Remembering the Fallen: on this day in 1918, Private Wallace Victor Tout, 12th (Service) Bristol Battalion, the Gloucestershire Regiment, was shot and killed at Le Vert Bois farm while taking a wounded man on a stretcher to safety.
One of five children, after leaving school he worked on a farm in Chapel Allerton. At the outbeak of the Great War he was working for the Chiesman brothers who owned a large successful department store in Lewisham (later acquired by the House of Fraser), having already spent a period of time with the City of London Fusiiers (Territorial Force).
Private Tout re-enlisted in the 20th Battalion, County of London Regiment (Blackheath and Woolwich). Six weeks later he was discharged as medically unfit, but was determined to serve and was finally accepted in the Royal Army Service Corps – he arrived in France in November of 1915 as part of the Expeditionary Forces Canteen, the pre-runner of the NAAFI. Some of the mobile canteens were situated very close to the front lines, selling food, tea and assorted goods.
Infantry units suffering heavy casualties meant that soldiers could be transferred from the Royal Army Service Corps, so in November of 1917 Private Tout joined the 12th (Service) Battalion of the Gloucestershire Regiment. The battalion had suffered the loss of 350 men during the Battle of Passchendaele and was under strength. Private Tout travelled with them to Italy and trained in the mountains near Bassano, after which, in January of 1918, the battalion occupied the Italian frontline trenches. Two months later they were ordered back from Italy just before the German Spring Offensive. Private Tout saw action during the Battle of Hazebrouck, and after a brief respite the battalion returned to the frontline tenches, where they were bombarded with gas shells and explosives. They suffered serious losses after a German attack on the 12th of April.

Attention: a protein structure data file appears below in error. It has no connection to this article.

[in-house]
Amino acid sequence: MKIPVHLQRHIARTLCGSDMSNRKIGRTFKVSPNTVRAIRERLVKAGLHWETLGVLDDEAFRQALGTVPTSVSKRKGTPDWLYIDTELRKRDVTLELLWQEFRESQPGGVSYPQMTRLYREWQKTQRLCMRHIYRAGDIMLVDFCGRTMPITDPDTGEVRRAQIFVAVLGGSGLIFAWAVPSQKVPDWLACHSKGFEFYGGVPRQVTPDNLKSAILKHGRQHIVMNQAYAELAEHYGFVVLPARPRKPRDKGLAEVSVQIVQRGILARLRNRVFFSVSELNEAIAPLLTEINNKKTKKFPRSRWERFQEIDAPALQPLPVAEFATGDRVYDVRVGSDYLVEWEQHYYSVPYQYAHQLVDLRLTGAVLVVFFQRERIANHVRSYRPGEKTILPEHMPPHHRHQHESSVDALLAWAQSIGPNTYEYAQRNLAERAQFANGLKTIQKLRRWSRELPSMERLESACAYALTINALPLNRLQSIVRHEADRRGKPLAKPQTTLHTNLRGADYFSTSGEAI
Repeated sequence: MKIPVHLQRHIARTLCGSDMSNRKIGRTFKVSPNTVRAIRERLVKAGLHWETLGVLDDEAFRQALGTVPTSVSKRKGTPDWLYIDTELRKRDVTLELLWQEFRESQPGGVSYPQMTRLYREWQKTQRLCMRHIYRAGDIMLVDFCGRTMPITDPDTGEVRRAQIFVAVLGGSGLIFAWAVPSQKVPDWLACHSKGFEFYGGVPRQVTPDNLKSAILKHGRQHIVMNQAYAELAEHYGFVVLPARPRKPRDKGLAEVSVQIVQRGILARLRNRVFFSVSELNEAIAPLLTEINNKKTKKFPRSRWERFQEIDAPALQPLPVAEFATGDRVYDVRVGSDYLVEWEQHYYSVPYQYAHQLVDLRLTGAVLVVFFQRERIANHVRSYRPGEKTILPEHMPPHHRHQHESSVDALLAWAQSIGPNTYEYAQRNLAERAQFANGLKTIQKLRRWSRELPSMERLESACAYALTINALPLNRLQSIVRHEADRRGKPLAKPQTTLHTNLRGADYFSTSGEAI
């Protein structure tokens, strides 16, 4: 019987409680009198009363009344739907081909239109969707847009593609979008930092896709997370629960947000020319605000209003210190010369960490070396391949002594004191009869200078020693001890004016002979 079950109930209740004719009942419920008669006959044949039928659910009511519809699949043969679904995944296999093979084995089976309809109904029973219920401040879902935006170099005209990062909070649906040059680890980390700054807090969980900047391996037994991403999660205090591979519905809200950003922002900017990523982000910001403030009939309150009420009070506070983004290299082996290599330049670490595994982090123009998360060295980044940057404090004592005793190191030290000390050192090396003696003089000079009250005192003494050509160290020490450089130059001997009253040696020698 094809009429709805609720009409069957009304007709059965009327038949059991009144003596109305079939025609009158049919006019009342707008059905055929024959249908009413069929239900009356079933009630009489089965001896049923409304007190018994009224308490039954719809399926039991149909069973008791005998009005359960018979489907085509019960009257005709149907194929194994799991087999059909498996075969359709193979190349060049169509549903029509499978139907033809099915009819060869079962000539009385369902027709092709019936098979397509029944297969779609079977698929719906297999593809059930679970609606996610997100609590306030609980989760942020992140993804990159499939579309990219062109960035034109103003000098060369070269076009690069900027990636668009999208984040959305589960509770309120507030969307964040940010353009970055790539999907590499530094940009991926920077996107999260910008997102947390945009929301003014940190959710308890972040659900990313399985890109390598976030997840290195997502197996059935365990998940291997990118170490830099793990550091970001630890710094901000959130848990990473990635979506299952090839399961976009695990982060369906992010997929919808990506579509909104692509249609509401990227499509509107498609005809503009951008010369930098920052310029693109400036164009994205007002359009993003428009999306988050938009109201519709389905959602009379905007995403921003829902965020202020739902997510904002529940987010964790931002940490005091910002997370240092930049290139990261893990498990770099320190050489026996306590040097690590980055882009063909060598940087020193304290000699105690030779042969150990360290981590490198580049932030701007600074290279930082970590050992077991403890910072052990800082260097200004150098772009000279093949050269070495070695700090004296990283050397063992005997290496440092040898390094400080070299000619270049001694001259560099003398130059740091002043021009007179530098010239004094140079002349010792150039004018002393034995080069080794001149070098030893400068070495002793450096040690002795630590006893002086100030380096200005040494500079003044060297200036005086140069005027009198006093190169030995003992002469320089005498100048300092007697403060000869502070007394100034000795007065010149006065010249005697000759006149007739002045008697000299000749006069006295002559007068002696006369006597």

On the 22nd of April the battalion held the line opposite two farms, Le Vert Bois and Rafia, which were located southeast of the Nieppe Forest. On the 25th they attacked the farms in order to occupy a new line - they were successful, capturing a mile of line with a depth averaging five hundred feet, but suffered the deaths of twenty-three men, including Private Tout. He was shot in the head and died instantly as he helped to take a wounded man to safety. One of his superior officers wrote to his parents: “He was buried by his comrades near where he fell. He met his death in a most gallant manner, trying to alleviate the pains of his comrade and during the whole time he was in the line he always did his duty in an exceptionally brave and faithful way. He is much missed by all his fellows as his cheery disposition had endeared him to them all”.
The whereabouts of the grave referred to in the letter are not known, so Private Tout is remembered on the Ploegsteert Memorial in Hainaut in Belgium. He is also commemorated on a marble plaque in the Mark Church, on which are carved the words “Peace after strife”. He is commemorated also on a stained glass window at Allerton Church on the Isle of Wedmore.
Wallace, from Mark Causeway in Somerset, was 30 years old.